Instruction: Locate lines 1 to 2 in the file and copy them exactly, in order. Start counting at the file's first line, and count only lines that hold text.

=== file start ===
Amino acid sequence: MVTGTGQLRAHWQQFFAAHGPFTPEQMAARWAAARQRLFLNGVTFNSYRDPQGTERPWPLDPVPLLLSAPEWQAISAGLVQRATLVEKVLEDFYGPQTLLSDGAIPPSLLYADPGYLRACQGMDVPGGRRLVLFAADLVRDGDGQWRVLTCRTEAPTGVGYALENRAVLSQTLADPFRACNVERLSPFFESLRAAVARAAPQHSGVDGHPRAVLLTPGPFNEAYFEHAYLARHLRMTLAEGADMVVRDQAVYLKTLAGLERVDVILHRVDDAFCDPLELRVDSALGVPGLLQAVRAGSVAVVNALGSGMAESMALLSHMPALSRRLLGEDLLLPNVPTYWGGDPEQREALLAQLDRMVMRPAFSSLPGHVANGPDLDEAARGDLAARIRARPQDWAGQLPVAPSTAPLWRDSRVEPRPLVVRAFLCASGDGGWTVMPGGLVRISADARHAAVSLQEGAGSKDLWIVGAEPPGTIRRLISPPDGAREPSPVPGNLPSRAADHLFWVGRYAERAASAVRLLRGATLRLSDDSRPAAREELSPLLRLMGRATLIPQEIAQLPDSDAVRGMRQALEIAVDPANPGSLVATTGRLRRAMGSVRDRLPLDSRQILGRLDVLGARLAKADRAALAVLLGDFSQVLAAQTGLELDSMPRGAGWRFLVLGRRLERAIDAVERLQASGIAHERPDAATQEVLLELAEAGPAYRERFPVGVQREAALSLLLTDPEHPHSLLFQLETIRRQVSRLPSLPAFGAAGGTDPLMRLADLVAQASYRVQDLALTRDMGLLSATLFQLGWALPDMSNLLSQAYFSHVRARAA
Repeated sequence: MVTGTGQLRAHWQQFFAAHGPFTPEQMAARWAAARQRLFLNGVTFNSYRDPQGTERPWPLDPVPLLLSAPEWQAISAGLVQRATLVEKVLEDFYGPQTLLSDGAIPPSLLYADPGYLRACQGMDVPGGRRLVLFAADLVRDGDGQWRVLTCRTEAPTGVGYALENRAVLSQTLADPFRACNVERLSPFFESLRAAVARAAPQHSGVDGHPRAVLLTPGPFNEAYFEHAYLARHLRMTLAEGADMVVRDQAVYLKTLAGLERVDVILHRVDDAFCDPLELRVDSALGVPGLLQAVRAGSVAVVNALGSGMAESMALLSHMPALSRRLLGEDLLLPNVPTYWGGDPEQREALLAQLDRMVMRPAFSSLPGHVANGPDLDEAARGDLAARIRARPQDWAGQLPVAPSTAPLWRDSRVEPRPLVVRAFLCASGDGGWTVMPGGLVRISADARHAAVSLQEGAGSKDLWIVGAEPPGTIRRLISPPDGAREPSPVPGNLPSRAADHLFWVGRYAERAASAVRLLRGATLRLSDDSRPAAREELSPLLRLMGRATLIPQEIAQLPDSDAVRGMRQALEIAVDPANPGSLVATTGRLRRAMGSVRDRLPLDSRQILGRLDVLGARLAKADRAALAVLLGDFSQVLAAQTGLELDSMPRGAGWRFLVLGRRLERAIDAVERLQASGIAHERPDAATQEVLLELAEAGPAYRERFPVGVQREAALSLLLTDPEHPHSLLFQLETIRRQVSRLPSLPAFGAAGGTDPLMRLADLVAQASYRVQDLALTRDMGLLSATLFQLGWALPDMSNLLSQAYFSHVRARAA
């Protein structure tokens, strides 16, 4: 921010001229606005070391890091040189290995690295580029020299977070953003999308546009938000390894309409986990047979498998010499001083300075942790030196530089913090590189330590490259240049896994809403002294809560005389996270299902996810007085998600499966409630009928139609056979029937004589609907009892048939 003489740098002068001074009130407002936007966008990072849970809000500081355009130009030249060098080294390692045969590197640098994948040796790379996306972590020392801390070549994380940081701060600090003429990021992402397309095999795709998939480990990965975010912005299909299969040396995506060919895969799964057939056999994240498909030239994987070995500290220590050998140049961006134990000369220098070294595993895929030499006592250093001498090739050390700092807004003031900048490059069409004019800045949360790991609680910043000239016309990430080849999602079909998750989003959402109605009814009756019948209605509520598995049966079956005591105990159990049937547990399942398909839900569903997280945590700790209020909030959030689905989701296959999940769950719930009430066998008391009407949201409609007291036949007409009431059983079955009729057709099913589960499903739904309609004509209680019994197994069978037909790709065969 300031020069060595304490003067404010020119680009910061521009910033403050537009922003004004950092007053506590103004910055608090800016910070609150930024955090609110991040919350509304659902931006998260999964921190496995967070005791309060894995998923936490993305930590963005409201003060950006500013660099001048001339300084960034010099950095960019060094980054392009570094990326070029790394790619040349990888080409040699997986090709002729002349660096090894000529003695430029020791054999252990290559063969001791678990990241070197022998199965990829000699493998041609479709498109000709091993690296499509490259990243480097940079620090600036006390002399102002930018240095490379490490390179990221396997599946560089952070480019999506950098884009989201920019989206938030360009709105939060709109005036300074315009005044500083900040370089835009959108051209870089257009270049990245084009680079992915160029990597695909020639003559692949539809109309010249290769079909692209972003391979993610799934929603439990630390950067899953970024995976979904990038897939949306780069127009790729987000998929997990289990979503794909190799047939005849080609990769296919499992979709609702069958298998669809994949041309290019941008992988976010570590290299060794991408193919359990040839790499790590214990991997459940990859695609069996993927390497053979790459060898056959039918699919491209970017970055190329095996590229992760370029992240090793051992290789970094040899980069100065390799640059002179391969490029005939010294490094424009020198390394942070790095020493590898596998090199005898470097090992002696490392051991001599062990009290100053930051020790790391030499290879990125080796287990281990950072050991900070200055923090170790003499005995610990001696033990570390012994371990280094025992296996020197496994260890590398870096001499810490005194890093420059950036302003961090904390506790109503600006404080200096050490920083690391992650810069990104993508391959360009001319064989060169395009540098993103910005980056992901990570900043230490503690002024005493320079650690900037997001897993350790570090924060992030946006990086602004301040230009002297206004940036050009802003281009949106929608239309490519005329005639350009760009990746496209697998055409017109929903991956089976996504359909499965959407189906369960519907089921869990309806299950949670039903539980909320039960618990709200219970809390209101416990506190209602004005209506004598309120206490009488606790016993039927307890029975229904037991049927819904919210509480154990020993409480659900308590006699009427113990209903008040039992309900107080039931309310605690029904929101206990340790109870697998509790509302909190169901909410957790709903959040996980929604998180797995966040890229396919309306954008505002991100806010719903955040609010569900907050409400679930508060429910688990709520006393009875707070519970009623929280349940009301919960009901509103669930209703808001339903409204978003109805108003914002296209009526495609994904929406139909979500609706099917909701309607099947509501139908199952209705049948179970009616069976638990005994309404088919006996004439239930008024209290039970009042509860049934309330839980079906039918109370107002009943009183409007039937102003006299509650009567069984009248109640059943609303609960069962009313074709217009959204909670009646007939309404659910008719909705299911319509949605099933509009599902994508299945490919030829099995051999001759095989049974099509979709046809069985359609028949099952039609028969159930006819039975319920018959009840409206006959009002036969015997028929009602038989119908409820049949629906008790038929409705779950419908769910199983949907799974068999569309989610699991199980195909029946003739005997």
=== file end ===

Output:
Amino acid sequence: MVTGTGQLRAHWQQFFAAHGPFTPEQMAARWAAARQRLFLNGVTFNSYRDPQGTERPWPLDPVPLLLSAPEWQAISAGLVQRATLVEKVLEDFYGPQTLLSDGAIPPSLLYADPGYLRACQGMDVPGGRRLVLFAADLVRDGDGQWRVLTCRTEAPTGVGYALENRAVLSQTLADPFRACNVERLSPFFESLRAAVARAAPQHSGVDGHPRAVLLTPGPFNEAYFEHAYLARHLRMTLAEGADMVVRDQAVYLKTLAGLERVDVILHRVDDAFCDPLELRVDSALGVPGLLQAVRAGSVAVVNALGSGMAESMALLSHMPALSRRLLGEDLLLPNVPTYWGGDPEQREALLAQLDRMVMRPAFSSLPGHVANGPDLDEAARGDLAARIRARPQDWAGQLPVAPSTAPLWRDSRVEPRPLVVRAFLCASGDGGWTVMPGGLVRISADARHAAVSLQEGAGSKDLWIVGAEPPGTIRRLISPPDGAREPSPVPGNLPSRAADHLFWVGRYAERAASAVRLLRGATLRLSDDSRPAAREELSPLLRLMGRATLIPQEIAQLPDSDAVRGMRQALEIAVDPANPGSLVATTGRLRRAMGSVRDRLPLDSRQILGRLDVLGARLAKADRAALAVLLGDFSQVLAAQTGLELDSMPRGAGWRFLVLGRRLERAIDAVERLQASGIAHERPDAATQEVLLELAEAGPAYRERFPVGVQREAALSLLLTDPEHPHSLLFQLETIRRQVSRLPSLPAFGAAGGTDPLMRLADLVAQASYRVQDLALTRDMGLLSATLFQLGWALPDMSNLLSQAYFSHVRARAA
Repeated sequence: MVTGTGQLRAHWQQFFAAHGPFTPEQMAARWAAARQRLFLNGVTFNSYRDPQGTERPWPLDPVPLLLSAPEWQAISAGLVQRATLVEKVLEDFYGPQTLLSDGAIPPSLLYADPGYLRACQGMDVPGGRRLVLFAADLVRDGDGQWRVLTCRTEAPTGVGYALENRAVLSQTLADPFRACNVERLSPFFESLRAAVARAAPQHSGVDGHPRAVLLTPGPFNEAYFEHAYLARHLRMTLAEGADMVVRDQAVYLKTLAGLERVDVILHRVDDAFCDPLELRVDSALGVPGLLQAVRAGSVAVVNALGSGMAESMALLSHMPALSRRLLGEDLLLPNVPTYWGGDPEQREALLAQLDRMVMRPAFSSLPGHVANGPDLDEAARGDLAARIRARPQDWAGQLPVAPSTAPLWRDSRVEPRPLVVRAFLCASGDGGWTVMPGGLVRISADARHAAVSLQEGAGSKDLWIVGAEPPGTIRRLISPPDGAREPSPVPGNLPSRAADHLFWVGRYAERAASAVRLLRGATLRLSDDSRPAAREELSPLLRLMGRATLIPQEIAQLPDSDAVRGMRQALEIAVDPANPGSLVATTGRLRRAMGSVRDRLPLDSRQILGRLDVLGARLAKADRAALAVLLGDFSQVLAAQTGLELDSMPRGAGWRFLVLGRRLERAIDAVERLQASGIAHERPDAATQEVLLELAEAGPAYRERFPVGVQREAALSLLLTDPEHPHSLLFQLETIRRQVSRLPSLPAFGAAGGTDPLMRLADLVAQASYRVQDLALTRDMGLLSATLFQLGWALPDMSNLLSQAYFSHVRARAA